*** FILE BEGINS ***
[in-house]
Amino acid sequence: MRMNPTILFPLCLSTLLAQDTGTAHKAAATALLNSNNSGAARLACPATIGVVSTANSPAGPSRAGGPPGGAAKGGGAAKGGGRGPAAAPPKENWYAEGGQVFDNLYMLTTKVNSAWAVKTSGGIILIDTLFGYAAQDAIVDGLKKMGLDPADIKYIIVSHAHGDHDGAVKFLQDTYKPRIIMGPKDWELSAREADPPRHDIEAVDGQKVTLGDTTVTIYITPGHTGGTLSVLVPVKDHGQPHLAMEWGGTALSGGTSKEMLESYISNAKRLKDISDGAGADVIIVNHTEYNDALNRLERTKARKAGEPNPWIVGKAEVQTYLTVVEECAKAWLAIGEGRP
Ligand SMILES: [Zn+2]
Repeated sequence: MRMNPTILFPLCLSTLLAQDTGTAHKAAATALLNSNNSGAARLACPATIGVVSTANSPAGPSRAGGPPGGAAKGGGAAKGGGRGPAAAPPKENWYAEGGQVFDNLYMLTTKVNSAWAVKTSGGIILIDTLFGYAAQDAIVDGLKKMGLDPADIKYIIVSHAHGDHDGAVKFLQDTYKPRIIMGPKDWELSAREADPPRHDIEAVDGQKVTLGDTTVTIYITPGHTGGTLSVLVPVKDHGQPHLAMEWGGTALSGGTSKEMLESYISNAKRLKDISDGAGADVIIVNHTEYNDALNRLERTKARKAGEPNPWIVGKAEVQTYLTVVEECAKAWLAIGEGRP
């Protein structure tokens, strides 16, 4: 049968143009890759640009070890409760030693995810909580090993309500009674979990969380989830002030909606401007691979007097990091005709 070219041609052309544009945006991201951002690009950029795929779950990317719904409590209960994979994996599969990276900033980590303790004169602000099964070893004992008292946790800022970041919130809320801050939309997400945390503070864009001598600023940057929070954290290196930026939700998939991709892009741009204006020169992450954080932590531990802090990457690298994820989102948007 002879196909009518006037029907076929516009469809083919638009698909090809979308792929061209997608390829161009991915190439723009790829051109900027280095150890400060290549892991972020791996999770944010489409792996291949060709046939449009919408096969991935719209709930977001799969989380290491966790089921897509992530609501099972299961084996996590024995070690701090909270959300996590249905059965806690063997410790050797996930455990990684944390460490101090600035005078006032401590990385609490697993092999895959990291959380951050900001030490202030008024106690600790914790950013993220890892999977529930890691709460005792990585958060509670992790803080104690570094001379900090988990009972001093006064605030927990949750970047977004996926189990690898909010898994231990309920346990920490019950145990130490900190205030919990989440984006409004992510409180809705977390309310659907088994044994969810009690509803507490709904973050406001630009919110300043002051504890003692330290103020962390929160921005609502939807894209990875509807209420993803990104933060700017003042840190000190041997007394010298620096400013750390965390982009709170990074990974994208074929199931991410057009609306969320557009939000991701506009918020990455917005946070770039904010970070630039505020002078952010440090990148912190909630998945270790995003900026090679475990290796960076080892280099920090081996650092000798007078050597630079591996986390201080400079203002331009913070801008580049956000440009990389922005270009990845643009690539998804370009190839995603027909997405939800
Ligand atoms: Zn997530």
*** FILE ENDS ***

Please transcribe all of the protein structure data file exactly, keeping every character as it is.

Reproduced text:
[in-house]
Amino acid sequence: MRMNPTILFPLCLSTLLAQDTGTAHKAAATALLNSNNSGAARLACPATIGVVSTANSPAGPSRAGGPPGGAAKGGGAAKGGGRGPAAAPPKENWYAEGGQVFDNLYMLTTKVNSAWAVKTSGGIILIDTLFGYAAQDAIVDGLKKMGLDPADIKYIIVSHAHGDHDGAVKFLQDTYKPRIIMGPKDWELSAREADPPRHDIEAVDGQKVTLGDTTVTIYITPGHTGGTLSVLVPVKDHGQPHLAMEWGGTALSGGTSKEMLESYISNAKRLKDISDGAGADVIIVNHTEYNDALNRLERTKARKAGEPNPWIVGKAEVQTYLTVVEECAKAWLAIGEGRP
Ligand SMILES: [Zn+2]
Repeated sequence: MRMNPTILFPLCLSTLLAQDTGTAHKAAATALLNSNNSGAARLACPATIGVVSTANSPAGPSRAGGPPGGAAKGGGAAKGGGRGPAAAPPKENWYAEGGQVFDNLYMLTTKVNSAWAVKTSGGIILIDTLFGYAAQDAIVDGLKKMGLDPADIKYIIVSHAHGDHDGAVKFLQDTYKPRIIMGPKDWELSAREADPPRHDIEAVDGQKVTLGDTTVTIYITPGHTGGTLSVLVPVKDHGQPHLAMEWGGTALSGGTSKEMLESYISNAKRLKDISDGAGADVIIVNHTEYNDALNRLERTKARKAGEPNPWIVGKAEVQTYLTVVEECAKAWLAIGEGRP
């Protein structure tokens, strides 16, 4: 049968143009890759640009070890409760030693995810909580090993309500009674979990969380989830002030909606401007691979007097990091005709 070219041609052309544009945006991201951002690009950029795929779950990317719904409590209960994979994996599969990276900033980590303790004169602000099964070893004992008292946790800022970041919130809320801050939309997400945390503070864009001598600023940057929070954290290196930026939700998939991709892009741009204006020169992450954080932590531990802090990457690298994820989102948007 002879196909009518006037029907076929516009469809083919638009698909090809979308792929061209997608390829161009991915190439723009790829051109900027280095150890400060290549892991972020791996999770944010489409792996291949060709046939449009919408096969991935719209709930977001799969989380290491966790089921897509992530609501099972299961084996996590024995070690701090909270959300996590249905059965806690063997410790050797996930455990990684944390460490101090600035005078006032401590990385609490697993092999895959990291959380951050900001030490202030008024106690600790914790950013993220890892999977529930890691709460005792990585958060509670992790803080104690570094001379900090988990009972001093006064605030927990949750970047977004996926189990690898909010898994231990309920346990920490019950145990130490900190205030919990989440984006409004992510409180809705977390309310659907088994044994969810009690509803507490709904973050406001630009919110300043002051504890003692330290103020962390929160921005609502939807894209990875509807209420993803990104933060700017003042840190000190041997007394010298620096400013750390965390982009709170990074990974994208074929199931991410057009609306969320557009939000991701506009918020990455917005946070770039904010970070630039505020002078952010440090990148912190909630998945270790995003900026090679475990290796960076080892280099920090081996650092000798007078050597630079591996986390201080400079203002331009913070801008580049956000440009990389922005270009990845643009690539998804370009190839995603027909997405939800
Ligand atoms: Zn997530």